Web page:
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Google celebrates Black History Month with 'Greensboro Four' doodle

The students protested racial segregation with a sit-in movement at Woolworth’s in downtown Greensboro which is now the International Civil Rights Center & Museum.

GREENSBORO, N.C. — In honor of Black history month, Google is celebrating with a special Google doodle! That doodle is of Jibreel Khazan (formerly Ezell Blair Jr.), Franklin McCain, Joseph McNeil, and David Richmond better known as the “Greensboro Four”

On February 1, 1960, "The Greensboro Four" protested racial segregation with a sit-in movement at Woolworth’s lunch counter located in downtown Greensboro, NC.

RELATED: N.C. A&T celebrates 60th anniversary of Greensboro Four Sit-In

The four North Carolina A&T students sat at the "white-only" lunch counter and refused to leave when they were denied service. Although these Four young men were denied service, they sat at that counter until the store closed. 

These protests lasted for several months, until Woolworth's was finally desegregated in July 1960. These actions led to a sit-in movement across the South, and forced dining facilities across the region to integrate by the summer of 1960. 

On Friday, a commemorative program was held to honor the Greensboro Four, and to celebrate the 60th anniversary of the Woolworth sit-in. The program was held on the campus of North Carolina A&T State University and Roland Martin served as the guest speaker.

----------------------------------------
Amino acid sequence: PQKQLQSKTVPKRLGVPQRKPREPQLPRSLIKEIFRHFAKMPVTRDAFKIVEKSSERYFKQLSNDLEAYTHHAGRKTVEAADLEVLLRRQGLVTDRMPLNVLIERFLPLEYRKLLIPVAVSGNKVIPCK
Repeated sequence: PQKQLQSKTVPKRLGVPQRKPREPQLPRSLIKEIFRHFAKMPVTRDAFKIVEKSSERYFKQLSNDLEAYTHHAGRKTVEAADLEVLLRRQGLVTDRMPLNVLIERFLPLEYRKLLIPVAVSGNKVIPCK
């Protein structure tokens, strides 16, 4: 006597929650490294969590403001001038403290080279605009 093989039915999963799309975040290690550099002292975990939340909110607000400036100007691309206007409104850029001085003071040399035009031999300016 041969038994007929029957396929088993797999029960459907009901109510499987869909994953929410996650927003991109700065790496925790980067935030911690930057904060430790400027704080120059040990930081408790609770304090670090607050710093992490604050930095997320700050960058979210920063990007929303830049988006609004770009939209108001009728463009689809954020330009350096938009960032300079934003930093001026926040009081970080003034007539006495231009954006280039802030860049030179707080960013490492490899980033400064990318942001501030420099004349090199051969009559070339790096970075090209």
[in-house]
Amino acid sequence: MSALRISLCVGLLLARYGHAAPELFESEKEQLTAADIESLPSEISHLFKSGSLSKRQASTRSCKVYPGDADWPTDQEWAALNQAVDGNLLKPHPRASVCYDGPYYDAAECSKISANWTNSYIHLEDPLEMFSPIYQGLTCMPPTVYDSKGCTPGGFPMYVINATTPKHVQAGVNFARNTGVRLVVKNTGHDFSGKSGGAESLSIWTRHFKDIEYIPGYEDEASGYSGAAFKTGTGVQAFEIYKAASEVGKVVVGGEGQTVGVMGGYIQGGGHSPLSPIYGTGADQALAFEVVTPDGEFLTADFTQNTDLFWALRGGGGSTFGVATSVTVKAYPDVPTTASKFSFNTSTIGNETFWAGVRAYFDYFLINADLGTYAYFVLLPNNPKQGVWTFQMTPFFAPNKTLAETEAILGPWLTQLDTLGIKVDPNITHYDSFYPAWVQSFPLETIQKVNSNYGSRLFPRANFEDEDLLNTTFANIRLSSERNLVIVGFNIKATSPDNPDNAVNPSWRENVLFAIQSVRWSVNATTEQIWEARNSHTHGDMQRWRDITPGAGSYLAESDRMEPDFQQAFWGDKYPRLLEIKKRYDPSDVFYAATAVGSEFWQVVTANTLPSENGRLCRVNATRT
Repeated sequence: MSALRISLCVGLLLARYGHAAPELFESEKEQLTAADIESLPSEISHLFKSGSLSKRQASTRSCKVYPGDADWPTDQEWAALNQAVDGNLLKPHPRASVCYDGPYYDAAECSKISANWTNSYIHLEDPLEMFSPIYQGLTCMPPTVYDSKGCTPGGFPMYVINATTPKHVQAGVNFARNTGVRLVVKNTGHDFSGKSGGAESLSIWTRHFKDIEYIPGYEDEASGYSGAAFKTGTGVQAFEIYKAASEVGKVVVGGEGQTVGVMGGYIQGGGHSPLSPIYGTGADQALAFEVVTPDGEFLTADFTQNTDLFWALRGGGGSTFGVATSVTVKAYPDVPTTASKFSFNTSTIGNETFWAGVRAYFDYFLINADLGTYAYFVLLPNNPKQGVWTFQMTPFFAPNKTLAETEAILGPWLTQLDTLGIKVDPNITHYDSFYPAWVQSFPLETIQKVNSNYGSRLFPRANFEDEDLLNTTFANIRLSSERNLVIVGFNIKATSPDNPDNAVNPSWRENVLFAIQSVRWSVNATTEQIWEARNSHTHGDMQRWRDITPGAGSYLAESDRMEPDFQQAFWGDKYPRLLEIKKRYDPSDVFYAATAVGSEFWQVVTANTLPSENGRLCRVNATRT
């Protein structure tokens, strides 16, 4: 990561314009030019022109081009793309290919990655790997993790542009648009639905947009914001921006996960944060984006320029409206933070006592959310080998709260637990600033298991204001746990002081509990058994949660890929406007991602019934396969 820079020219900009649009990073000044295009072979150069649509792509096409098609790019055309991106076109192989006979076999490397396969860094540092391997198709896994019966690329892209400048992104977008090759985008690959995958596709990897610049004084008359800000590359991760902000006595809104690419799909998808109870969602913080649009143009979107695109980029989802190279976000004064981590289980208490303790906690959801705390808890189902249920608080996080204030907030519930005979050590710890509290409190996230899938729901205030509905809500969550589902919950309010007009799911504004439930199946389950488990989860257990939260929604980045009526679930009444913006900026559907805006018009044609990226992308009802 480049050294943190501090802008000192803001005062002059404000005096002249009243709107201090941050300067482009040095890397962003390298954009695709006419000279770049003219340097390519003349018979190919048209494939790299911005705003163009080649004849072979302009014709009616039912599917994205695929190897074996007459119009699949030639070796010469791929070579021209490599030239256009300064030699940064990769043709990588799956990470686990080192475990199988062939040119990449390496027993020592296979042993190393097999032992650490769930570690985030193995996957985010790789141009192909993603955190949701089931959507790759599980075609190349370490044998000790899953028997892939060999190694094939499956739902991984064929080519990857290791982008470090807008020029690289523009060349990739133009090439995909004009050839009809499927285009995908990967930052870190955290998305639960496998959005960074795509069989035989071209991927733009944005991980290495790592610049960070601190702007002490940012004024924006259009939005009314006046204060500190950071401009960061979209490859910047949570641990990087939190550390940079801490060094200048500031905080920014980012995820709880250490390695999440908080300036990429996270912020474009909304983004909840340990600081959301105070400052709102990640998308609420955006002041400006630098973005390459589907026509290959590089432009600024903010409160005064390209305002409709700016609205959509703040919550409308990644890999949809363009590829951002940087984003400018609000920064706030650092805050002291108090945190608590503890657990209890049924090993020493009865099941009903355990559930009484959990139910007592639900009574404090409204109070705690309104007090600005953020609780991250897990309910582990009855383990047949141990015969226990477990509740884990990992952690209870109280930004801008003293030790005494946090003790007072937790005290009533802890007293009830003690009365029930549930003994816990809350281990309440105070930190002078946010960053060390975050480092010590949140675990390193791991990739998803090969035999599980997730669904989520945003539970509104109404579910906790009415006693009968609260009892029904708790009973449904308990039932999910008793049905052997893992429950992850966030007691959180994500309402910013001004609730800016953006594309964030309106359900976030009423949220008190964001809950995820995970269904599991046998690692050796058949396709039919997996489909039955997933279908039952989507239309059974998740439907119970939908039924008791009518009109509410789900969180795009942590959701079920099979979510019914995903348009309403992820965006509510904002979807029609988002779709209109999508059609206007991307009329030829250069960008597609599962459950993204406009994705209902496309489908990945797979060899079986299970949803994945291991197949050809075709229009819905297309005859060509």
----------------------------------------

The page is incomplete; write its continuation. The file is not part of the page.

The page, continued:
Chronology of the Sit–In: Events that occurred as a result of this bold action by these four young men included:

  • February 2nd, 1960 — twenty–five other students from A&T and other Greensboro colleges and universities joined them.
  • During the next 10 days, students across the state participated in similar sit-ins.
  • By the third week of February 1960, demonstrations had spread to at least 250 major cities and towns in the U.S. in which over 400 demonstrations took place by the end of 1960.
  • Woolworth's was desegregated by the end of July 1960.

Legacy: As a result of this movement, significant events in civil rights history occurred:

  • The passage of the 1960 Civil Rights Bill.
  • The Interstate Commerce Commission ruling in September 1961 against racial segregation on interstate carriers and terminals.
  • The first National Public Accommodations Act in 100 years (Khazan 2004).
  • The legacy of these four heroes proves the true potential and appeal of nonviolence. It was their protest that became the model and inspiration for later civil rights, anti-war and women's liberations movements. These four young men forever changed the course of history by their bravery and courage.
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Credit: WFMY News 2

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